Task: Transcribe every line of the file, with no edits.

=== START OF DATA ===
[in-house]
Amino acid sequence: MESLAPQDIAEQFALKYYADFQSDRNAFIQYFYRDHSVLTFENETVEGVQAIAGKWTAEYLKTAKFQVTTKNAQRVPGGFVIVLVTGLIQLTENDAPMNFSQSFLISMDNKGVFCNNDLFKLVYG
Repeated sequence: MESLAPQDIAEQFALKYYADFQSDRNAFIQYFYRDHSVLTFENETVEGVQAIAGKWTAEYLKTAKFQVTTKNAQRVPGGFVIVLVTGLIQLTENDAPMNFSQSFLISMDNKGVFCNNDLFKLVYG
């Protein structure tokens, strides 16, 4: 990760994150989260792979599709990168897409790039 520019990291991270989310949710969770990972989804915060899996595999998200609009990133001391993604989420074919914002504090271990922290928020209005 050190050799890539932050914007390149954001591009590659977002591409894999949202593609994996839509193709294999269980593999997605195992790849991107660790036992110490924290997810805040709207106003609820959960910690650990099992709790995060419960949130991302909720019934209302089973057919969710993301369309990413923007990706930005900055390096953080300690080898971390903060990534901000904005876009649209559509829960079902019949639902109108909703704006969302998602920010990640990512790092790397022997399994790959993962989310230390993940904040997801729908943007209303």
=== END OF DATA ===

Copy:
[in-house]
Amino acid sequence: MESLAPQDIAEQFALKYYADFQSDRNAFIQYFYRDHSVLTFENETVEGVQAIAGKWTAEYLKTAKFQVTTKNAQRVPGGFVIVLVTGLIQLTENDAPMNFSQSFLISMDNKGVFCNNDLFKLVYG
Repeated sequence: MESLAPQDIAEQFALKYYADFQSDRNAFIQYFYRDHSVLTFENETVEGVQAIAGKWTAEYLKTAKFQVTTKNAQRVPGGFVIVLVTGLIQLTENDAPMNFSQSFLISMDNKGVFCNNDLFKLVYG
């Protein structure tokens, strides 16, 4: 990760994150989260792979599709990168897409790039 520019990291991270989310949710969770990972989804915060899996595999998200609009990133001391993604989420074919914002504090271990922290928020209005 050190050799890539932050914007390149954001591009590659977002591409894999949202593609994996839509193709294999269980593999997605195992790849991107660790036992110490924290997810805040709207106003609820959960910690650990099992709790995060419960949130991302909720019934209302089973057919969710993301369309990413923007990706930005900055390096953080300690080898971390903060990534901000904005876009649209559509829960079902019949639902109108909703704006969302998602920010990640990512790092790397022997399994790959993962989310230390993940904040997801729908943007209303």